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Spectacular Gulf Coast sunset in old-Florida Franklin County.
Spectacular Gulf Coast sunset in old-Florida Franklin County.

There’s a place in Florida where wildlife abounds, where you can snorkel, scuba dive, bird watch, canoe, kayak and hike in relative isolation in Mother Nature’s sanctuary. This same place is a haven for seafood: oysters, shrimp, clams, scallops, and a variety of fish like snapper, amberjack, tarpon and sheepshead.

Franklin County oysters.

No surprise it’s where watermen make a living – though that might be changing. This is wild Franklin County in Florida’s panhandle, a place that has yet to succumb to high rises and high density living, with few stop lights and little traffic.

Where the wild things are

As a place-setter, Franklin County is located along the Gulf of Mexico in the Florida panhandle, south of the Alabama border and southwest of Tallahassee. It’s sometimes dubbed the “Forgotten Coast” because of its uncrowded beaches and miles of relative solitude; this might be partially due to the fact that 87% of Franklin County is either state- or federally protected parkland or nature preserve.

Because of this, Apalachicola Bay in Franklin County continues to be an extremely productive estuary. And it is home to boundless wildlife and pristine reserves. Some of my favorite wild places in Franklin County are:

Apalachicola National Estuarine Research Reserve. This crown jewel is considered a “biological hotspot” owing to its over 1,300 species of plants, 131 species of fish and 50 species of mammals within 246,000 acres in Apalachicola Bay. This makes it the second-largest estuarine research reserve system in the United States. Signs are posted to beware of black bears, though I didn’t see one. Come here to find manatees in their natural habitat.

Brown pelicans.

Alligator Point. Situated at the easternmost end of Franklin County between the Gulf of Mexico and Alligator Harbor, this place is perfect for birding and wildlife. It’s also known for its clam harvesting and fishing. You can’t help but feel like you have the whole place to yourself, as its remoteness almost guarantees solitude.

Bald Point State Park. Located at the junction of the Apalachee and Ochlockonee Bays, this secluded 5,000-acre park is considered the best spot for sighting black bears. It’s also a favorite with birders, since it is a bi-annual stopover for migrating birds and butterflies.

Tate’s Hell State Forest. With such an evocative name and 131,256 acres of diverse natural communities, Tate’s Hell is a great place for hiking and discovering hydric communities such as wet prairie, wet flatwoods, strand swamp, bottomland forest, baygall and floodplain swamp. The High Bluff Coastal Trail hits the hot spots and the Deep Creek Birding Trail…well, it’s known for the birds. It’s also home to 150-year-old cypress trees. And for those whose life lists include spotting threatened or endangered species, this is a place with bald eagle, Florida black bear, gopher tortoise and red-cockaded woodpecker sightings.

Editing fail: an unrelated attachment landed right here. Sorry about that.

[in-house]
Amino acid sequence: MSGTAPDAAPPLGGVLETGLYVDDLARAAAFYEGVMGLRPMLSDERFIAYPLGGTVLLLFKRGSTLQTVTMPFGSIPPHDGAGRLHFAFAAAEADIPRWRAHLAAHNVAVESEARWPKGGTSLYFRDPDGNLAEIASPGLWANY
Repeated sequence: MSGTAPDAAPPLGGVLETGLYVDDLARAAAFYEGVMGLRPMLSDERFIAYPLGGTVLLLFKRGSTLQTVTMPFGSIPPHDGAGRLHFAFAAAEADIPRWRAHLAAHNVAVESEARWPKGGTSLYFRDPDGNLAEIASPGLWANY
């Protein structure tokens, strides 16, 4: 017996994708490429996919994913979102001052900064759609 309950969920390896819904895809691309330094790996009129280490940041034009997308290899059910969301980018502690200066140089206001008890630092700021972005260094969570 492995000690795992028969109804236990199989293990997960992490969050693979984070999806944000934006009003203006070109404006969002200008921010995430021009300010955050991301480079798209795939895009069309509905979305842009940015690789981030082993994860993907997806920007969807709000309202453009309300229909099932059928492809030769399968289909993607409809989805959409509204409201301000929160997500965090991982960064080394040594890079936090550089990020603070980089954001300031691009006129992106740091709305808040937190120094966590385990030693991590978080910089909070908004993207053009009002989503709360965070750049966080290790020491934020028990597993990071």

Town and country

A diamond in the rough, Franklin County still has the charm of “Old Florida,” with scenic countryside drives, family-owned shops, great culinary traditions and a huge dose of Southern hospitality to charm any visitor.

The self-proclaimed World's Smallest Police Station in Carrabelle.

Within the county’s 545 square miles, there are several quaint towns that offer respite and variety: Apalachicola, Carrabelle, and St. George Island. Each offers a variety of accommodations that range from camping, beach cottages and historic B&Bs to waterfront hotels and luxurious beachfront rental properties.

During my stay on St. George Island, I stayed at a fully furnished, 4-bedroom beach house with a private swimming pool, spa and three decks of living space. Called SGI Plantation, it’s managed by Collins Vacation Rentals.

Apalachicola. This is a seat of seafood – a fishing town where oysters, timber and fishing are part of the history and culture. Some say that the town exudes more Cape Cod than Deep South charm, likely because Apalachicola has attracted so many Northerners who take up residence.

Besides offering a wonderful array of local restaurants that specialize in seafood, the town is where the Apalachicola Maritime Museum is located. Founded to “celebrate and preserve the rich maritime history of Apalachicola in a hands-on learning environment with active sailing and adventure programs, boat building and restoration, and educational programs,” the museum is your place to sign up for eco-tours, sailing trips, kayak trips, sunset cruises and specialized trips to barrier islands.

The most popular is the three-hour estuary cruise that explores the Apalachicola River and estuary while showcasing the immense diversity within.

Carrabelle. Only a 25-minute drive east of Apalachicola is the historic community of Carrabelle. Located at the mouth of the Carrabelle River on the Gulf of Mexico, it offers full-service marinas and is the place to charter a captain and boat to find the best fishing spots. Of note is that the Carrabelle River is the only spot in the county that offers deepwater port access to the Intercoastal Waterway.

One of those quirky claims: Carrabelle is home to the smallest police station in the world, a phone booth on the corner of US 98 and CR 67. Featured on many late night shows, you really have to see it to believe it.

St. George Island. While St. George Island is the place to go for miles of pristine beaches as well as beach cottage and home rentals, it is also home to Cape St. George Light (left). Besides the opportunity to ascend 92 stairs to the top of the lighthouse, there’s a worthwhile museum on its history and tragic collapse in 2005.

Whether seeking wildlife, waterways, or small town charm, I found it all in Franklin County. To say the least, it was wildly wonderful.